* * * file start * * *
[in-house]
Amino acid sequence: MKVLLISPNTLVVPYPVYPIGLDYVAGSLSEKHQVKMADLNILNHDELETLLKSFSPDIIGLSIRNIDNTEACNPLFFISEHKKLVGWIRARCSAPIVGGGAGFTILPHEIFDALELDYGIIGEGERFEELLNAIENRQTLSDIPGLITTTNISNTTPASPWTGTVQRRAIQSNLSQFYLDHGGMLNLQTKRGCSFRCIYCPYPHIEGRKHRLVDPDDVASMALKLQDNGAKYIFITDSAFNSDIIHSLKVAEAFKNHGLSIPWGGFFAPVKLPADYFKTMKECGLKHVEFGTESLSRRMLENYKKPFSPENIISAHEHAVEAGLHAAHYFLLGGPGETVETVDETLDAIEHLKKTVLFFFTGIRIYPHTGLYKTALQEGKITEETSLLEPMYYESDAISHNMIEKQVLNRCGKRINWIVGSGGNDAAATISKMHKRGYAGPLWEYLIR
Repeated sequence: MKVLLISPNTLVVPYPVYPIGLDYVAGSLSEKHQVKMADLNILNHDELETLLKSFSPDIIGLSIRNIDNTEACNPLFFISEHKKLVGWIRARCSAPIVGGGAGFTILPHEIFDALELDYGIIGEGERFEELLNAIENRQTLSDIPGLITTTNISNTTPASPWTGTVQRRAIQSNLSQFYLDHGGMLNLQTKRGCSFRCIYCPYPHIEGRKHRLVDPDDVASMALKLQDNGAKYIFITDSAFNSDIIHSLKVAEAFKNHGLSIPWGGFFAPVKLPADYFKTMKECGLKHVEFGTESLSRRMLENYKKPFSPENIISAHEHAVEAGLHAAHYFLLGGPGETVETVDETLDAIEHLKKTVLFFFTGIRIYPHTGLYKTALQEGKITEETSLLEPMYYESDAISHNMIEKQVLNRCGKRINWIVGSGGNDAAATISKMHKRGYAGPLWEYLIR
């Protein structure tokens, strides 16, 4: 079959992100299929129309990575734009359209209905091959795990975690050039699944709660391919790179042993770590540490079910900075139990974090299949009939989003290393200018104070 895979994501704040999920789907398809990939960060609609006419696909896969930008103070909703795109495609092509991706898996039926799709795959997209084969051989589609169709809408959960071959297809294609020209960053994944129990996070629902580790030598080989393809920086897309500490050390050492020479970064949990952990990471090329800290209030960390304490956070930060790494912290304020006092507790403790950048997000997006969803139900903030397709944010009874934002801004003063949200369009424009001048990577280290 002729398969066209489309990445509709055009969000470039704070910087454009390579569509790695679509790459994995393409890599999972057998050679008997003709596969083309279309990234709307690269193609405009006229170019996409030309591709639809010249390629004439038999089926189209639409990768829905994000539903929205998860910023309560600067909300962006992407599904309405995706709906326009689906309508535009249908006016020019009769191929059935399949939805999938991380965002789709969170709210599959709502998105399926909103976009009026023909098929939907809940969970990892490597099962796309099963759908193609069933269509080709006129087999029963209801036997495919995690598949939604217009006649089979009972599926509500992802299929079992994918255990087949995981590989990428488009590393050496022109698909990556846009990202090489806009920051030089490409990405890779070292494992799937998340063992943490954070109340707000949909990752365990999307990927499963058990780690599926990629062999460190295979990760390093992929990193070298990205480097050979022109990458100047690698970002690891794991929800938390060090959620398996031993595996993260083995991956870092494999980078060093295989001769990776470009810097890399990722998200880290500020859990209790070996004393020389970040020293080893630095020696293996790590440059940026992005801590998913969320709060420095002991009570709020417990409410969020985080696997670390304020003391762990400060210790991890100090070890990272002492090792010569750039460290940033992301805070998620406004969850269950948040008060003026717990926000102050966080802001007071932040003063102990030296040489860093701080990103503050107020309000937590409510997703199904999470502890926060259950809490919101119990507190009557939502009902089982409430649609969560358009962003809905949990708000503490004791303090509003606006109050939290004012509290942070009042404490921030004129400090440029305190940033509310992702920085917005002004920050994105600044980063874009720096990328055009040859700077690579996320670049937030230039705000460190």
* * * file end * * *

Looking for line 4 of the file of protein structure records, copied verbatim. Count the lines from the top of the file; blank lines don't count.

């Protein structure tokens, strides 16, 4: 079959992100299929129309990575734009359209209905091959795990975690050039699944709660391919790179042993770590540490079910900075139990974090299949009939989003290393200018104070 895979994501704040999920789907398809990939960060609609006419696909896969930008103070909703795109495609092509991706898996039926799709795959997209084969051989589609169709809408959960071959297809294609020209960053994944129990996070629902580790030598080989393809920086897309500490050390050492020479970064949990952990990471090329800290209030960390304490956070930060790494912290304020006092507790403790950048997000997006969803139900903030397709944010009874934002801004003063949200369009424009001048990577280290 002729398969066209489309990445509709055009969000470039704070910087454009390579569509790695679509790459994995393409890599999972057998050679008997003709596969083309279309990234709307690269193609405009006229170019996409030309591709639809010249390629004439038999089926189209639409990768829905994000539903929205998860910023309560600067909300962006992407599904309405995706709906326009689906309508535009249908006016020019009769191929059935399949939805999938991380965002789709969170709210599959709502998105399926909103976009009026023909098929939907809940969970990892490597099962796309099963759908193609069933269509080709006129087999029963209801036997495919995690598949939604217009006649089979009972599926509500992802299929079992994918255990087949995981590989990428488009590393050496022109698909990556846009990202090489806009920051030089490409990405890779070292494992799937998340063992943490954070109340707000949909990752365990999307990927499963058990780690599926990629062999460190295979990760390093992929990193070298990205480097050979022109990458100047690698970002690891794991929800938390060090959620398996031993595996993260083995991956870092494999980078060093295989001769990776470009810097890399990722998200880290500020859990209790070996004393020389970040020293080893630095020696293996790590440059940026992005801590998913969320709060420095002991009570709020417990409410969020985080696997670390304020003391762990400060210790991890100090070890990272002492090792010569750039460290940033992301805070998620406004969850269950948040008060003026717990926000102050966080802001007071932040003063102990030296040489860093701080990103503050107020309000937590409510997703199904999470502890926060259950809490919101119990507190009557939502009902089982409430649609969560358009962003809905949990708000503490004791303090509003606006109050939290004012509290942070009042404490921030004129400090440029305190940033509310992702920085917005002004920050994105600044980063874009720096990328055009040859700077690579996320670049937030230039705000460190």